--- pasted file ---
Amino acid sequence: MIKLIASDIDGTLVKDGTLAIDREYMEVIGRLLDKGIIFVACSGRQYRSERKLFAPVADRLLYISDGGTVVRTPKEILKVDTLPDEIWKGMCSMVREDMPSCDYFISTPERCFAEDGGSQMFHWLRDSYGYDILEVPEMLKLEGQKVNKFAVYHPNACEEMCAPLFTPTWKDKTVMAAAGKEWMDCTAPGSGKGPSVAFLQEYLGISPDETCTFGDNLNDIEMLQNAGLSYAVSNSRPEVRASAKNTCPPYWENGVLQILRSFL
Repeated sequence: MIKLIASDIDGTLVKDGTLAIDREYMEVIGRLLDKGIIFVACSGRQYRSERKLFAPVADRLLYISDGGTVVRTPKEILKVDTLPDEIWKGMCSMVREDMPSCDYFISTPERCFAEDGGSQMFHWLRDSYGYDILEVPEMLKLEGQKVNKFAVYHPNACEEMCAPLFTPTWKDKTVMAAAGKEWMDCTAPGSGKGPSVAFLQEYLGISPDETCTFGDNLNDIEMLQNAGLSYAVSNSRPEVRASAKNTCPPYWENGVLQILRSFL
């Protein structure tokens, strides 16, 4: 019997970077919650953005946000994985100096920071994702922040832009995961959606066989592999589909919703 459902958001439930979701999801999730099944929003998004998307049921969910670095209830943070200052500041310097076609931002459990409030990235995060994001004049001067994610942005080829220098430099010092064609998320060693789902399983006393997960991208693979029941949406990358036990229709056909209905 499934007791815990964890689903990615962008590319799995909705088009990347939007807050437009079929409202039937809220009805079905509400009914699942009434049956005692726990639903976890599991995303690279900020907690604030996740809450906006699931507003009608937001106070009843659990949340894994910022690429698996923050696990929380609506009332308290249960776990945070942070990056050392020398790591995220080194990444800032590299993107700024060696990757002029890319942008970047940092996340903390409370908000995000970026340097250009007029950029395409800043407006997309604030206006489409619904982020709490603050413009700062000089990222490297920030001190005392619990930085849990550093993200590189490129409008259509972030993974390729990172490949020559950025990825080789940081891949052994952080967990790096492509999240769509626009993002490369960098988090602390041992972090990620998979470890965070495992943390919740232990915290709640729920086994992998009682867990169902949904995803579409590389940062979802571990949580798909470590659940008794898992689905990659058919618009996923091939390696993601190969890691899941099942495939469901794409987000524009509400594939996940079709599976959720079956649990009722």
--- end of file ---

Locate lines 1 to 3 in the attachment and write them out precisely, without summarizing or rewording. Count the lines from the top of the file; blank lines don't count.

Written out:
Amino acid sequence: MIKLIASDIDGTLVKDGTLAIDREYMEVIGRLLDKGIIFVACSGRQYRSERKLFAPVADRLLYISDGGTVVRTPKEILKVDTLPDEIWKGMCSMVREDMPSCDYFISTPERCFAEDGGSQMFHWLRDSYGYDILEVPEMLKLEGQKVNKFAVYHPNACEEMCAPLFTPTWKDKTVMAAAGKEWMDCTAPGSGKGPSVAFLQEYLGISPDETCTFGDNLNDIEMLQNAGLSYAVSNSRPEVRASAKNTCPPYWENGVLQILRSFL
Repeated sequence: MIKLIASDIDGTLVKDGTLAIDREYMEVIGRLLDKGIIFVACSGRQYRSERKLFAPVADRLLYISDGGTVVRTPKEILKVDTLPDEIWKGMCSMVREDMPSCDYFISTPERCFAEDGGSQMFHWLRDSYGYDILEVPEMLKLEGQKVNKFAVYHPNACEEMCAPLFTPTWKDKTVMAAAGKEWMDCTAPGSGKGPSVAFLQEYLGISPDETCTFGDNLNDIEMLQNAGLSYAVSNSRPEVRASAKNTCPPYWENGVLQILRSFL
């Protein structure tokens, strides 16, 4: 019997970077919650953005946000994985100096920071994702922040832009995961959606066989592999589909919703 459902958001439930979701999801999730099944929003998004998307049921969910670095209830943070200052500041310097076609931002459990409030990235995060994001004049001067994610942005080829220098430099010092064609998320060693789902399983006393997960991208693979029941949406990358036990229709056909209905 499934007791815990964890689903990615962008590319799995909705088009990347939007807050437009079929409202039937809220009805079905509400009914699942009434049956005692726990639903976890599991995303690279900020907690604030996740809450906006699931507003009608937001106070009843659990949340894994910022690429698996923050696990929380609506009332308290249960776990945070942070990056050392020398790591995220080194990444800032590299993107700024060696990757002029890319942008970047940092996340903390409370908000995000970026340097250009007029950029395409800043407006997309604030206006489409619904982020709490603050413009700062000089990222490297920030001190005392619990930085849990550093993200590189490129409008259509972030993974390729990172490949020559950025990825080789940081891949052994952080967990790096492509999240769509626009993002490369960098988090602390041992972090990620998979470890965070495992943390919740232990915290709640729920086994992998009682867990169902949904995803579409590389940062979802571990949580798909470590659940008794898992689905990659058919618009996923091939390696993601190969890691899941099942495939469901794409987000524009509400594939996940079709599976959720079956649990009722």